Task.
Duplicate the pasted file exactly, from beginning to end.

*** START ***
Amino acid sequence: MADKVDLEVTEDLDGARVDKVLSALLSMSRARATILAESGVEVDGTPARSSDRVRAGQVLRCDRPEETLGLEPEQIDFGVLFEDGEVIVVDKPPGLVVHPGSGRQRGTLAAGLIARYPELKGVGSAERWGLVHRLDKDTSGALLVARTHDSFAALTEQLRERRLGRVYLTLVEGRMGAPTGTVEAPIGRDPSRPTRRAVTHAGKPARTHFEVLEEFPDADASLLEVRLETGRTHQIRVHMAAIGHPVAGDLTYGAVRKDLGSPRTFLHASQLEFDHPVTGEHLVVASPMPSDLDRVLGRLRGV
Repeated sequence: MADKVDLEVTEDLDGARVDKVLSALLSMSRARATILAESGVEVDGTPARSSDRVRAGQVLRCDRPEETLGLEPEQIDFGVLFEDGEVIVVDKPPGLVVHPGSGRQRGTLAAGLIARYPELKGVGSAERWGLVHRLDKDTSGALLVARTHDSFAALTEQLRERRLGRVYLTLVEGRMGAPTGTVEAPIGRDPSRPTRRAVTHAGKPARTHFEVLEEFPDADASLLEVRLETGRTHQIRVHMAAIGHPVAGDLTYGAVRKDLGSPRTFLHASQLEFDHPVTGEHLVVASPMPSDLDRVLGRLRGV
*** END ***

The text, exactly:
Amino acid sequence: MADKVDLEVTEDLDGARVDKVLSALLSMSRARATILAESGVEVDGTPARSSDRVRAGQVLRCDRPEETLGLEPEQIDFGVLFEDGEVIVVDKPPGLVVHPGSGRQRGTLAAGLIARYPELKGVGSAERWGLVHRLDKDTSGALLVARTHDSFAALTEQLRERRLGRVYLTLVEGRMGAPTGTVEAPIGRDPSRPTRRAVTHAGKPARTHFEVLEEFPDADASLLEVRLETGRTHQIRVHMAAIGHPVAGDLTYGAVRKDLGSPRTFLHASQLEFDHPVTGEHLVVASPMPSDLDRVLGRLRGV
Repeated sequence: MADKVDLEVTEDLDGARVDKVLSALLSMSRARATILAESGVEVDGTPARSSDRVRAGQVLRCDRPEETLGLEPEQIDFGVLFEDGEVIVVDKPPGLVVHPGSGRQRGTLAAGLIARYPELKGVGSAERWGLVHRLDKDTSGALLVARTHDSFAALTEQLRERRLGRVYLTLVEGRMGAPTGTVEAPIGRDPSRPTRRAVTHAGKPARTHFEVLEEFPDADASLLEVRLETGRTHQIRVHMAAIGHPVAGDLTYGAVRKDLGSPRTFLHASQLEFDHPVTGEHLVVASPMPSDLDRVLGRLRGV